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Coyotes in the Ranch

Highlands Ranch is coyote country. No matter where you live in Highlands Ranch, coyotes are present. They are a highly adaptable animal and humans inadvertently provide them habitat and food sources. Normally coyotes feed on animals such as rodents, rabbits and other small prey items. However, they are opportunistic predators and will take a cat or small dog. We all need to take precautions to protect our pets, guard against human/coyote encounters, and keep the coyotes wild. 

The biggest problems occur when people feed coyotes –either deliberately or inadvertently. Once a coyote gets food from or around humans, it associates humans with food and ignores its wild instincts to stay away from and fear humans. Trash, dog food, bird feeders, and compost piles are all potential food sources for coyotes.

When coyotes lose their natural fear of humans, problems are likely to occur. Coyotes should be afraid of people and it is okay to “haze” a coyote that comes too close. Make loud noises, throw rocks, or even use pepper spray. These hazing actions will teach coyotes that humans are not safe to approach and will reinforce their natural fear of humans; reducing the chance of a dangerous human/coyote encounter.

Tips to Avoid Dangerous Coyote Encounters

To Discourage Coyotes Near Homes:

  • Frighten coyotes with loud noises such as whistles, blow horns, or banging two blocks or pots and pans together.
  • Remove food attractants such as pet food, table scraps on compost piles, fallen fruit and spilled seed beneath bird feeders.
  • Remove vegetation and brush that provides cover for prey and hiding cover for coyotes; trim lower limbs of shrubs and conifer trees.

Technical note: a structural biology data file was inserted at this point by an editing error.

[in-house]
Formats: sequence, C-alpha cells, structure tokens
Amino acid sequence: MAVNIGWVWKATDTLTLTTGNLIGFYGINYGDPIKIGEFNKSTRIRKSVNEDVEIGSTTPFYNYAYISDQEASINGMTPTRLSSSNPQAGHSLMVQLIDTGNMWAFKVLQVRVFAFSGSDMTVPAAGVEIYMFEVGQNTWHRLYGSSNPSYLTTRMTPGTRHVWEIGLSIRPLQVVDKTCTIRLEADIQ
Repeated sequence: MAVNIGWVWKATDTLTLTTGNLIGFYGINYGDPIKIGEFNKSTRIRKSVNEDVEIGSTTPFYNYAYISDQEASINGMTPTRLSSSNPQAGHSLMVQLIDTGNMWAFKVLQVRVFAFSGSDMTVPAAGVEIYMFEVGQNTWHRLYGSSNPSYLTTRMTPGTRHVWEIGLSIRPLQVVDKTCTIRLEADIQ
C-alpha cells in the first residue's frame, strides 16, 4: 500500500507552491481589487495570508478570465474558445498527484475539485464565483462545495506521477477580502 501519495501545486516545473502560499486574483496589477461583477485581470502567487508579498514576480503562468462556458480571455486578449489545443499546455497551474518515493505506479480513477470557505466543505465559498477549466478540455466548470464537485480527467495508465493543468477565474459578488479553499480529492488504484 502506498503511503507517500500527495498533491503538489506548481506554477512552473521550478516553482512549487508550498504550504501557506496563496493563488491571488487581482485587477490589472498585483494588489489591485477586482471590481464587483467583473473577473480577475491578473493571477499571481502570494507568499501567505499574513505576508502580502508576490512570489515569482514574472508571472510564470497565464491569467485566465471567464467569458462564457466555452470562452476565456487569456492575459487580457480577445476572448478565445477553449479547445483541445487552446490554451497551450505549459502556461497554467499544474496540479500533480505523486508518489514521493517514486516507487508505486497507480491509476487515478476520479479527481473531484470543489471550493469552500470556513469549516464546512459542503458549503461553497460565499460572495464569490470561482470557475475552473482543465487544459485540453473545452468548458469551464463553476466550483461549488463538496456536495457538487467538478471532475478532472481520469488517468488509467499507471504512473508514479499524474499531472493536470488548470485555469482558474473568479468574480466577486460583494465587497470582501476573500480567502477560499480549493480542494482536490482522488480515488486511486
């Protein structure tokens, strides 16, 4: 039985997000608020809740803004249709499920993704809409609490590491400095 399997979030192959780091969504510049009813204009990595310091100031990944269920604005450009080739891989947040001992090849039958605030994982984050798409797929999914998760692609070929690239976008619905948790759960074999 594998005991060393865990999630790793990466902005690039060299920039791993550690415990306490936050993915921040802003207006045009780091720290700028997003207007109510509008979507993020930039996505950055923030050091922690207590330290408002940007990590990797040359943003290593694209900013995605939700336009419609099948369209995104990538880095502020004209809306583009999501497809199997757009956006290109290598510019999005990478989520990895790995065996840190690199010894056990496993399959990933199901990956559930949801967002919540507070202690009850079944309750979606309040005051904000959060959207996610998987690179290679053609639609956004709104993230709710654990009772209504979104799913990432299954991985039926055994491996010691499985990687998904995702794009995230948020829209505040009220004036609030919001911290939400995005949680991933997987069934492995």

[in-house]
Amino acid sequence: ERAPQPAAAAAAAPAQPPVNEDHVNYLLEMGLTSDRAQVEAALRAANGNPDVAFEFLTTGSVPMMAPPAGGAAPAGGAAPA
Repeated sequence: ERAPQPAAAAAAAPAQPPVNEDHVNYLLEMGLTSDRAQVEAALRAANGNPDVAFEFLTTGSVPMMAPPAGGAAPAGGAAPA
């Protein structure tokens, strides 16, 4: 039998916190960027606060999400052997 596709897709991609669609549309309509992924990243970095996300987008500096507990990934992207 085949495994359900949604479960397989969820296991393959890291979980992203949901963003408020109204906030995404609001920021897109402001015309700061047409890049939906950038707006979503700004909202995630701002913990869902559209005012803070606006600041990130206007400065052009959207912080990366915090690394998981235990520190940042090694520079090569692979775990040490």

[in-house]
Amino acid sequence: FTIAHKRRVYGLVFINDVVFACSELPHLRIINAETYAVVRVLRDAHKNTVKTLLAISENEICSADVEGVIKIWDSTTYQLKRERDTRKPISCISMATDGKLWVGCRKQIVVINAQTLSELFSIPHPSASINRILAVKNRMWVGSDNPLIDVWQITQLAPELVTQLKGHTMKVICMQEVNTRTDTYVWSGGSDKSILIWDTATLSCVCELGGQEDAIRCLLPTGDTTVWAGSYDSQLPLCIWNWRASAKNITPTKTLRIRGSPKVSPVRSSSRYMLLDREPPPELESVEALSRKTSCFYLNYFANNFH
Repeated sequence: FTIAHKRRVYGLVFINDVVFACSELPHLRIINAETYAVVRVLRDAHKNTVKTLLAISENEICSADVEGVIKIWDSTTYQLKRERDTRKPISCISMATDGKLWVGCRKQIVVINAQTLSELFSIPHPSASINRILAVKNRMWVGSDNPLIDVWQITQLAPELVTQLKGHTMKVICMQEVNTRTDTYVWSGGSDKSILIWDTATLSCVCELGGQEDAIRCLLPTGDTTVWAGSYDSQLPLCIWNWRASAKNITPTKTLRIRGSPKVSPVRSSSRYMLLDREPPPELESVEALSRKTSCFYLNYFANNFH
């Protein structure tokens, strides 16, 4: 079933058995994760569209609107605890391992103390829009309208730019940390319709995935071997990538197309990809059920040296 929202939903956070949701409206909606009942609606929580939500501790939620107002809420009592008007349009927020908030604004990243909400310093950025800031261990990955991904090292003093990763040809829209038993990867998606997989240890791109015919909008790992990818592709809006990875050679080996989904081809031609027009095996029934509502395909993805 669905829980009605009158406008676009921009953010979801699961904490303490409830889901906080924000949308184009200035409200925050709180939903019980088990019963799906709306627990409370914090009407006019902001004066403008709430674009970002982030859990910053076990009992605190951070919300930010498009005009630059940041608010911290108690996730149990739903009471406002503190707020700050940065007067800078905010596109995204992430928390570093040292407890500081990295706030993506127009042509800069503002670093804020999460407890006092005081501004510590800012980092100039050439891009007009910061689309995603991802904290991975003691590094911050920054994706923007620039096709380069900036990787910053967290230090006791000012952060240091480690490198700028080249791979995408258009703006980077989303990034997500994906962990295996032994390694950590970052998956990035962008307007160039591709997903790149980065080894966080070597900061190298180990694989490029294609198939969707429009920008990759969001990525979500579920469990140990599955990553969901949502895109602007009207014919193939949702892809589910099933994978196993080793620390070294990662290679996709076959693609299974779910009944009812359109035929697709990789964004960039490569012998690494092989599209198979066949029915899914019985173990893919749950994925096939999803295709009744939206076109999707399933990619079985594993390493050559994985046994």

Highlands Ranch Metro District Open Space Park Rangers: 303-791-2710.
When coyotes are causing problems or concerns around your home, you can contact the Highlands Ranch Metro District Open Space department. The Metro District manages the open spaces, parks, and trails, within the developed areas of Highlands Ranch and have park rangers that can respond. 

To Protect Pets and Children:

  • Provide human supervision while outdoors, even in your own backyard.
  • Do not allow pets or children to run loose in areas where there is coyote activity. Keep pets on leash or leave the area when you see a coyote.
  • Although rare, coyotes have been known to injure people. Most of these incidents involved people feeding coyotes. Teach your family not to approach wildlife and to never feed wildlife.

If you encounter a coyote:

  • Do not turn your back or run from a coyote
  • If approached or followed by a coyote, make loud noises, yell and make yourself look big by opening up your jacket and/or raising your arms.
  • If the coyote approaches to an uncomfortable distance, throw rocks or other objects at the coyote.
  • Adults should keep themselves between the coyote and small children.

More Coyote Information